Before Castro took over in 1959, the country was ruled by Fulgencio Batista. Batista was President of Cuba from 1940 to 1944 and again from 1952 to his ousting by Castro in 1959. Batista had close connections with the American Mob, represented in Cuba by one Meyer Lansky. During Batista's presidencies, American companies expanded their holdings in land and properties. Among these American companies was the United Fruits, which had a virtual monopoly in the cultivation of sugar cane and the operation of sugar mills in Cuba. The United Fruits operated with almost complete impunity exploiting the cheap labor available to them. The growing discontent of the Cuban people created an environment of opposition to Batista which operated underground to avoid repression by the government. Several groups opposed Batista, but their action was uncoordinated and their ideology highly diversified; among these groups was the “26 de Julio” movement led by Fidel Castro; a movement with no particular ideological leanings at that time. Castro was imprisoned for his participation in the failed attack on the Moncada Barracks in 1953. After being released in 1957, he was exiled to Mexico, where he was going to meet an Argentinean, Ernesto Guevara de la Cerna – best known as “Che” Guevara. Castro, with his brother Raul and “Che”, organized the revolutionary forces which were going to land in the Sierra Maestra in 1957 an eventually oust Batista in 1959. That is when our story starts.
Before Castro took power, 15,000 Jews called Cuba home. The lack of Anti Semitism in Cuba coupled with the education these Jews gave them access to the higher levels of Cuban society. The community was definitely Middle Class and upperly mobile. They boasted four synagogues in Havana and others in Camaguey, Santiago de Cuba, Santa Clara, Yaguajay and Guantanamo. Cuban Jews were Sephardi as well as Ashkenazy; most of them engaged in commercial and industrial activities, integrated with the Cuban middle class and in close economic dealings with foreign companies; Jewish communal life was thriving.
Within a year and a half after Castro's successful revolution, more than 90% of Cuban Jews left the country. Some for Israel, some for Mexico, some for other Latin American countries, but the majority for Florida. While those leaving for Israel were seen by Castro as “repatriados” (returned to their homeland), the rest were perceived as traitors, as were the non Jewish Cubans who left about the same time. The Jews who stayed behind were for the most part young students committed to the Revolution. After Castro implemented an Agrarian Reform which divested United Fruits of its holdings in Cuba, Guevara promoted the expropriation of all privately-owned businesses. The Casinos and Hotels so frequented by American visitors in the past were nationalized and gambling was made illegal. At the same time. The United States imposed an embargo on Cuba in protest for the expropriation of American businesses; this will eventually throw Castro into the embracing Communism and the Soviet Union.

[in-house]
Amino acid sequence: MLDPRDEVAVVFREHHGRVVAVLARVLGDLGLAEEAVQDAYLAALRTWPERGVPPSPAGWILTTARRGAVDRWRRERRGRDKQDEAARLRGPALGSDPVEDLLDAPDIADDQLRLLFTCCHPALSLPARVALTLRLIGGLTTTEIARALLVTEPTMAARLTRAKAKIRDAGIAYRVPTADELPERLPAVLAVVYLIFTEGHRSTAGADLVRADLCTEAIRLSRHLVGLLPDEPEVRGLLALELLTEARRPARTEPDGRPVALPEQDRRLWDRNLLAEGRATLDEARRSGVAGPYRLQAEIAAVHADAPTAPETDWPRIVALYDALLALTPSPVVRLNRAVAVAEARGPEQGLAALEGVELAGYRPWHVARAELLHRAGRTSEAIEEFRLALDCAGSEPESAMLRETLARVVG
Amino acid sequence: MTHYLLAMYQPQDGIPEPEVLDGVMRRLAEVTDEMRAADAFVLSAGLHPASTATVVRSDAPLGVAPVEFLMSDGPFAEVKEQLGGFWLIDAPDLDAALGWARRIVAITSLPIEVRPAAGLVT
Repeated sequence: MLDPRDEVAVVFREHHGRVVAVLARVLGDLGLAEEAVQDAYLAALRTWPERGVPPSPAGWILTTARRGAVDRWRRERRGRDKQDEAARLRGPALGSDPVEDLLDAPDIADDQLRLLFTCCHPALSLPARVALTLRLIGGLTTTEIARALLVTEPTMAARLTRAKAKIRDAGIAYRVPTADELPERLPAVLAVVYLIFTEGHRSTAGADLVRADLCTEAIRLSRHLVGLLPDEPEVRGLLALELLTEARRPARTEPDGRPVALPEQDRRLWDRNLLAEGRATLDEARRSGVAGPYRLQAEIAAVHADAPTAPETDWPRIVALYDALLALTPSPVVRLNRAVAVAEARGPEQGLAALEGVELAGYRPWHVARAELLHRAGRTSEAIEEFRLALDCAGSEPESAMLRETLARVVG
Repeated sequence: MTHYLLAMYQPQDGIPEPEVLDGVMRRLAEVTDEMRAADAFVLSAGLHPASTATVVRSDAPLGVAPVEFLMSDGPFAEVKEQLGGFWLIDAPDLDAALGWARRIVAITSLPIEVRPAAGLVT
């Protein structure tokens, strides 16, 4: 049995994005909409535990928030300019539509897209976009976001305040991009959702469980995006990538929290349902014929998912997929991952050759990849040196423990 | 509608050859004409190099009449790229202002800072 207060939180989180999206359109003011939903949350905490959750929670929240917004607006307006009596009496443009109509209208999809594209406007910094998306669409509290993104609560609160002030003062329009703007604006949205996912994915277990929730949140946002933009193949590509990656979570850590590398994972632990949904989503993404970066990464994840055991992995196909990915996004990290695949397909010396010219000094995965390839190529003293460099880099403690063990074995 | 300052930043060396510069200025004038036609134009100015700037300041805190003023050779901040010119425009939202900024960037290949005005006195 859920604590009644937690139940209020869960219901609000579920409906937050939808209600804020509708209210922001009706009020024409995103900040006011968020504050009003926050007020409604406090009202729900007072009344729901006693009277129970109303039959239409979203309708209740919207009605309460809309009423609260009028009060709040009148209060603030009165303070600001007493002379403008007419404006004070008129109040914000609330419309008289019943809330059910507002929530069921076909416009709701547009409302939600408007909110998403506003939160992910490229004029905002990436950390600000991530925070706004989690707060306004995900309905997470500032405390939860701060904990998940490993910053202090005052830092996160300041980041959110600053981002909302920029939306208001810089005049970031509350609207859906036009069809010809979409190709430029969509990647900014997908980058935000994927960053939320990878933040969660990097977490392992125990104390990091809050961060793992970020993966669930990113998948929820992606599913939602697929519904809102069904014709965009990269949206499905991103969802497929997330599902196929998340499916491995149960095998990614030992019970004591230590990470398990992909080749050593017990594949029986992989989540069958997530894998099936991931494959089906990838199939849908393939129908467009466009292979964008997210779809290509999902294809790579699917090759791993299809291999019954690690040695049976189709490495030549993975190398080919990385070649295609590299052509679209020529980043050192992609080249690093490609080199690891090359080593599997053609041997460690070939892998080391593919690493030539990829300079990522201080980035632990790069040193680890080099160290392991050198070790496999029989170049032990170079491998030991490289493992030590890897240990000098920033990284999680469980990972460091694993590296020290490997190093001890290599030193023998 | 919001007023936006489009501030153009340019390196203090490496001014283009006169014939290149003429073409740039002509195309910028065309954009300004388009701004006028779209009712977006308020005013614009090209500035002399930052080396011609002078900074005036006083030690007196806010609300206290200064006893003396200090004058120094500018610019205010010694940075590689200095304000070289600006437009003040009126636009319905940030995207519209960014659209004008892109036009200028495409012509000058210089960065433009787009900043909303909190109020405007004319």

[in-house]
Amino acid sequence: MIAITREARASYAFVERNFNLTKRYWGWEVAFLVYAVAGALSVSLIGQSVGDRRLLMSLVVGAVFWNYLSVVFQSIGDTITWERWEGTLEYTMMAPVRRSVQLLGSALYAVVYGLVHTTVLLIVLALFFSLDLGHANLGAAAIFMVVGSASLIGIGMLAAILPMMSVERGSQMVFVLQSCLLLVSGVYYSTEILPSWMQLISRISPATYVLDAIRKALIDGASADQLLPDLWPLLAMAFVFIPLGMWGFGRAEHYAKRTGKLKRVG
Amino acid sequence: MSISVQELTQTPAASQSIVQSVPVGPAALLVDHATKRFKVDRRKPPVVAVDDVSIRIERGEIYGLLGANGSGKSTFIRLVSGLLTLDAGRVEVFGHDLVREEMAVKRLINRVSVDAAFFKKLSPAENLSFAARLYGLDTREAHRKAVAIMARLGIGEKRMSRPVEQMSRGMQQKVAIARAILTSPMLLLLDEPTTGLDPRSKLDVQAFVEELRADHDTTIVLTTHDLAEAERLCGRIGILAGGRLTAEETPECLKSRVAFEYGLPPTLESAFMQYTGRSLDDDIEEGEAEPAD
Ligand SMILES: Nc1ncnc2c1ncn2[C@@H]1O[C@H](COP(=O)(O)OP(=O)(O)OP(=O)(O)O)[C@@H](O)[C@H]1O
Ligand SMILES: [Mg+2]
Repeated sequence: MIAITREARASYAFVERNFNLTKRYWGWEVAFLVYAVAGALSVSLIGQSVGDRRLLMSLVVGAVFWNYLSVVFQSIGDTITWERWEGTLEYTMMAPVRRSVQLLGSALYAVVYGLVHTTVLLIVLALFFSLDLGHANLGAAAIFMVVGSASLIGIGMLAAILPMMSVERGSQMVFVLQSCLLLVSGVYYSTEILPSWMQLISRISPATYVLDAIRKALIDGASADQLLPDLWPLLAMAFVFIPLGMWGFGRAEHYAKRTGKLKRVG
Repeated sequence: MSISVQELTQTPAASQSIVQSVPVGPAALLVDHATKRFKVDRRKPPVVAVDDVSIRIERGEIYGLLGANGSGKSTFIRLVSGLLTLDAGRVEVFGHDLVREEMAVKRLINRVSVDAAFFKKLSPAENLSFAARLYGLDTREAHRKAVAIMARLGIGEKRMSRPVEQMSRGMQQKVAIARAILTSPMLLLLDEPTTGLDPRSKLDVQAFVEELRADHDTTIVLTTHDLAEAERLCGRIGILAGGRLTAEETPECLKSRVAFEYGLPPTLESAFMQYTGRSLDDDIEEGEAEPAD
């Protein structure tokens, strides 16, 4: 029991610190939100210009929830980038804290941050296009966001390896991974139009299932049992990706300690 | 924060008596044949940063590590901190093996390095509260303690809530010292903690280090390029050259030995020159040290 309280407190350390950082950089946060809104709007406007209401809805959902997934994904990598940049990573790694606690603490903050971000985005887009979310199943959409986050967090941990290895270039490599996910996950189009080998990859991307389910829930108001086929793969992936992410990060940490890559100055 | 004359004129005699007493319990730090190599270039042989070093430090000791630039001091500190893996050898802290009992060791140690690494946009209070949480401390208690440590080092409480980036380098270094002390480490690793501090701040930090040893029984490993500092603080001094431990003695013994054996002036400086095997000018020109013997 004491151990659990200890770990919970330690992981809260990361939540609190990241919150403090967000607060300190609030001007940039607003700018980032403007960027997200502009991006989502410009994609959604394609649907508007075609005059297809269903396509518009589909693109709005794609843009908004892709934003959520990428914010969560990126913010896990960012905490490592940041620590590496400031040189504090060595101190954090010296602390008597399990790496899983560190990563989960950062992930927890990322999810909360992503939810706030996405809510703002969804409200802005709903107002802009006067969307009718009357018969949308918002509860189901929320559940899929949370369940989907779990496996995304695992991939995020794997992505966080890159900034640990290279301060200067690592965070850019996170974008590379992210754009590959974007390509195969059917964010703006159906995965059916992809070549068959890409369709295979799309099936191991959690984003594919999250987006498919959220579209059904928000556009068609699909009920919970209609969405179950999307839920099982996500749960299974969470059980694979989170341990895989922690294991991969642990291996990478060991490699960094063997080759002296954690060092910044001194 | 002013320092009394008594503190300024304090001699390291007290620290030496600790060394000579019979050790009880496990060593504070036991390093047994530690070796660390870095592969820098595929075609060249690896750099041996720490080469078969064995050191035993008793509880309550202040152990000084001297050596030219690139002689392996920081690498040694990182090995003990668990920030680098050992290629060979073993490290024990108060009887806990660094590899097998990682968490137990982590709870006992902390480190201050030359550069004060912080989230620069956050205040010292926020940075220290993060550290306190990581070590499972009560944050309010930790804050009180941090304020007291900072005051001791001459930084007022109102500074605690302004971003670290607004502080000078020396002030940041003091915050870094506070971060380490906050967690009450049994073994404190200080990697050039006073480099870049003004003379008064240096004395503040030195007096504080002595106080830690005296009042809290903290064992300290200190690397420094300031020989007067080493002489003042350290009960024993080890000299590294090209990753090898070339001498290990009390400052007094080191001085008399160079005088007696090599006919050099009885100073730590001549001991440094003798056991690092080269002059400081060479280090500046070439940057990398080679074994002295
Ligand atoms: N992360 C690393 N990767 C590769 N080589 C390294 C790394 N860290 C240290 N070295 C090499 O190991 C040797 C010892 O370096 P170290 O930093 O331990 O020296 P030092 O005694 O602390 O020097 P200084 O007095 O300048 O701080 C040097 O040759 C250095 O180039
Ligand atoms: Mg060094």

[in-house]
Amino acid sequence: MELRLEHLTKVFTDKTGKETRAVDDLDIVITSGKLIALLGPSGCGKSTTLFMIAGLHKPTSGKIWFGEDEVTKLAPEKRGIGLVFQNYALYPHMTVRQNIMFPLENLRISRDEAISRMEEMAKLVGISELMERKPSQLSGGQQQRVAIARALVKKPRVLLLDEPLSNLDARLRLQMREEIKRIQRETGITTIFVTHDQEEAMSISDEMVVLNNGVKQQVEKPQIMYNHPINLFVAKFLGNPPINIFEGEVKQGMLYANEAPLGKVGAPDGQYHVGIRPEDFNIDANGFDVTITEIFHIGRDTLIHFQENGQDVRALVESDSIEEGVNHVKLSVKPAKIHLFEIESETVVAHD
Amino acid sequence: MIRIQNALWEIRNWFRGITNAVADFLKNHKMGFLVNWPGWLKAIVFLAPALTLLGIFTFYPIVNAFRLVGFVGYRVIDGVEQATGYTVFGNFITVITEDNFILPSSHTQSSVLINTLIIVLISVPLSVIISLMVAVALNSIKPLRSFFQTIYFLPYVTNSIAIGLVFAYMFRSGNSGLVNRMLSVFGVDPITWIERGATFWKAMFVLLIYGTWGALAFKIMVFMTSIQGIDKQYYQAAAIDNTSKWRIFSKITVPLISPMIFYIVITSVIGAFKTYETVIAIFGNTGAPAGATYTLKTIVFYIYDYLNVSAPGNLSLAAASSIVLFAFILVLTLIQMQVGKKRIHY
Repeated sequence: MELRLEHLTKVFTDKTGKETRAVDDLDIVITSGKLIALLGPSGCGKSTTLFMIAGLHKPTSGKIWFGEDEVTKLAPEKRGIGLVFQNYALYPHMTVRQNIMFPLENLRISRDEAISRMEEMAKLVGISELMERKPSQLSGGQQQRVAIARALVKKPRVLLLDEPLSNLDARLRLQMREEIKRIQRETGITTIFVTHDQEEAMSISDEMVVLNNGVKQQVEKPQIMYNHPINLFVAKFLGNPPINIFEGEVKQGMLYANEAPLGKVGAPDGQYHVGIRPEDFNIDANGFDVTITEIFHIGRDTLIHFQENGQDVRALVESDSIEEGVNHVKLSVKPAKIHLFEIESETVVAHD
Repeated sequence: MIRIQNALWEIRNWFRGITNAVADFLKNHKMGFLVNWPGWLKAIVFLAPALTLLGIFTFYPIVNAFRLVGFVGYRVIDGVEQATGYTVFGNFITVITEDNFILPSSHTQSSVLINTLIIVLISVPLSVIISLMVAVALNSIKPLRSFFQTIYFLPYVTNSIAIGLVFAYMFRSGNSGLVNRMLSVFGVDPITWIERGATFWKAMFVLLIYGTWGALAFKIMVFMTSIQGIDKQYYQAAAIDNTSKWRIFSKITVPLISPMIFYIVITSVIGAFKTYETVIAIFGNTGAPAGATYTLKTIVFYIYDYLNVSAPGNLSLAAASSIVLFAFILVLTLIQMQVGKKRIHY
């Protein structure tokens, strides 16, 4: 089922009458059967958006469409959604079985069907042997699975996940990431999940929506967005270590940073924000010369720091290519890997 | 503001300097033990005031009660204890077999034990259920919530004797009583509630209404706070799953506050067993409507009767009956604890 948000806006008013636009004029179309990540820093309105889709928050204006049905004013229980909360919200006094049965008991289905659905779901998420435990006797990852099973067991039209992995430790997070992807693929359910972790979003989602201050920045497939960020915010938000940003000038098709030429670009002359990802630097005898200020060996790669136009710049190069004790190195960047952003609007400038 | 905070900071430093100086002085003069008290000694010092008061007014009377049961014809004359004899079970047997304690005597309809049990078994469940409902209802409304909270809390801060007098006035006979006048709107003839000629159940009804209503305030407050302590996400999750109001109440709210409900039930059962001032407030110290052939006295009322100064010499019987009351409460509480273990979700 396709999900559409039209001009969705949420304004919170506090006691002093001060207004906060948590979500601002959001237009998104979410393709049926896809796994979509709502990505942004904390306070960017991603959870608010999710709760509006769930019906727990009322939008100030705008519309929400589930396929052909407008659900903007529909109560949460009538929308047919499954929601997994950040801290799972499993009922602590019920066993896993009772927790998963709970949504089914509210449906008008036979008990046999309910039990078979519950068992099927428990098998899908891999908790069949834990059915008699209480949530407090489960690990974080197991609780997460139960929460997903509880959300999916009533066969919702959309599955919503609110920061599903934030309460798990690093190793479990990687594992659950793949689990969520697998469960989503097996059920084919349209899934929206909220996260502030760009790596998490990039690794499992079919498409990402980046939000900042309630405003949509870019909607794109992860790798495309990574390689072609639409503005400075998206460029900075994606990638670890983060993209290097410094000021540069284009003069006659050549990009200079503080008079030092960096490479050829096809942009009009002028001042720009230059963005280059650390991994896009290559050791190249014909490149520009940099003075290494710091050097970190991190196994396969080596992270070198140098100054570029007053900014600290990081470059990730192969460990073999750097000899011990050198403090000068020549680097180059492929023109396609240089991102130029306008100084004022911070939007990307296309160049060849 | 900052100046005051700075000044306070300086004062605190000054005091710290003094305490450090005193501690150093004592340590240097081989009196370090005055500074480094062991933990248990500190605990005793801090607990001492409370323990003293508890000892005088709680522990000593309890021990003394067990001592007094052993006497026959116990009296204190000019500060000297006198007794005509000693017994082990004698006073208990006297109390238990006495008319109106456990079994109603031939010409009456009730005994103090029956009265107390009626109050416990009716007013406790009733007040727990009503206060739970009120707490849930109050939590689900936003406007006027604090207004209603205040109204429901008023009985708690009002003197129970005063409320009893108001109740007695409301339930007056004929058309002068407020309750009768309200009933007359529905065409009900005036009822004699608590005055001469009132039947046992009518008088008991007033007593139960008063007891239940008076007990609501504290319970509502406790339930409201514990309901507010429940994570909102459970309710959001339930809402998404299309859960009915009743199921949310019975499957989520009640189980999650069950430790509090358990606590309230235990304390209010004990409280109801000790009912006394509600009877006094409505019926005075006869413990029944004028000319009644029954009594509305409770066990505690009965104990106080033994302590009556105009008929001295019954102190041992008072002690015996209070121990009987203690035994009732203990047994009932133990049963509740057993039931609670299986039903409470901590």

The impact of all these economic, demographic and political changes on the Jewish community cannot be overstated. Overnight, Jewish institutions lost most of their leaders and supporters, and most of those remaining were not active in the Jewish community. On the other hand, when Castro expropriated private enterprise he excepted only one store: the Kosher butcher in Havana. In a country where pork is the preferred meat, Castro rationalized the exception on the basis that Jews had to have access to meat they could eat.
Move forward almost 40 years. Only a handful of Jews continued participating in communal life during those years, and many more threw their lot with the “New Cuba”, rising in the ranks of the Communist Party and government. Among those who remained active in the Jewish community was Jose Miller, who led the community from 1981 to his death a few years ago. His energy and dedication revitalized Jewish communal life and initiated a revival of Jewish identity in Cuba. The community we found was heir to his efforts, but almost 40 years of neglect left their mark on Jewish identity and literacy.
Today in Cuba only two Cuban Jews can read Hebrew directly; most make do with transliteration. Most Jews do not keep kosher, have no knowledge of Yiddish or Djudezmo (Ladino) nor the rich heritage attached to those languages. The resurgence of Jewish life in Cuba is a slow process of reclaiming Jewish identity. They are rebuilding their community as they are rebuilding their own Jewish identities against incredible odds in an environment of strong anti-Israel (not Anti Semitic) feelings. Yet a number of their youngsters have gone on Taglit (Birthright), and while some stayed in Cuba after coming back, most eventually made Aliyah – adding more question marks to the future of the community in Cuba. But Cuban Jews persist.
Today, in Havana, the community has three functioning congregations: the Patronato, the Centro Sefaradi, and Adas Yisrael. There are other Jewish communities in Camaguey, Santa Clara and Guantanamo. But all these groups are but a shadow of what they were before the revolution. With the help of the JDC (with funding of the Federation system), they have a Jewish school named after Albert Einstein and they are visited a few times a year by an Argentinean Conservative Rabbi working in Chile who officiates weddings and Bar Mitzvas and even conversions.
In the face of great adversity, Cuban Jews preserved their identity and today their Jewish communal life is flourishing...I was humbled by their dedication and determination; by their openness and their love for their Jewish heritage. You will hear more about this remarkable community in my Director's column on the April issue of The Voice. Que vivan los Judios!